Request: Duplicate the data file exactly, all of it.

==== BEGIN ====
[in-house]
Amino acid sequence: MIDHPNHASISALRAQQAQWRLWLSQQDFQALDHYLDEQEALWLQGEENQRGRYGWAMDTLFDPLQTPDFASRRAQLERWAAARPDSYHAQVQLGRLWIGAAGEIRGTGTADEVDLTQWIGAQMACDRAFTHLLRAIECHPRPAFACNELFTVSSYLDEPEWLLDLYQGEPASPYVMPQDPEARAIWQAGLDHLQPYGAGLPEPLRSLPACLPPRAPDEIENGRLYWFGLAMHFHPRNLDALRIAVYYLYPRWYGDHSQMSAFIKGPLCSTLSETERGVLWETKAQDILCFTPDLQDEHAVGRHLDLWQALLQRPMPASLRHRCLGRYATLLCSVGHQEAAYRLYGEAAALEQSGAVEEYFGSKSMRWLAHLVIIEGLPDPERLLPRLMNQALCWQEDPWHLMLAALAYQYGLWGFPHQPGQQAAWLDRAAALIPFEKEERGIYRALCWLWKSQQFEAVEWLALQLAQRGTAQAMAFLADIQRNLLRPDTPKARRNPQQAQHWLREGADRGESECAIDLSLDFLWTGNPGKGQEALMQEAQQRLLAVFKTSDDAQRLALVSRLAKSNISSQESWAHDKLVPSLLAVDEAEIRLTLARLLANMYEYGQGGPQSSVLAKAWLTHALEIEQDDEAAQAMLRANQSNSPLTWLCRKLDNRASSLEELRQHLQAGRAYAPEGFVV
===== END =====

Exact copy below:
[in-house]
Amino acid sequence: MIDHPNHASISALRAQQAQWRLWLSQQDFQALDHYLDEQEALWLQGEENQRGRYGWAMDTLFDPLQTPDFASRRAQLERWAAARPDSYHAQVQLGRLWIGAAGEIRGTGTADEVDLTQWIGAQMACDRAFTHLLRAIECHPRPAFACNELFTVSSYLDEPEWLLDLYQGEPASPYVMPQDPEARAIWQAGLDHLQPYGAGLPEPLRSLPACLPPRAPDEIENGRLYWFGLAMHFHPRNLDALRIAVYYLYPRWYGDHSQMSAFIKGPLCSTLSETERGVLWETKAQDILCFTPDLQDEHAVGRHLDLWQALLQRPMPASLRHRCLGRYATLLCSVGHQEAAYRLYGEAAALEQSGAVEEYFGSKSMRWLAHLVIIEGLPDPERLLPRLMNQALCWQEDPWHLMLAALAYQYGLWGFPHQPGQQAAWLDRAAALIPFEKEERGIYRALCWLWKSQQFEAVEWLALQLAQRGTAQAMAFLADIQRNLLRPDTPKARRNPQQAQHWLREGADRGESECAIDLSLDFLWTGNPGKGQEALMQEAQQRLLAVFKTSDDAQRLALVSRLAKSNISSQESWAHDKLVPSLLAVDEAEIRLTLARLLANMYEYGQGGPQSSVLAKAWLTHALEIEQDDEAAQAMLRANQSNSPLTWLCRKLDNRASSLEELRQHLQAGRAYAPEGFVV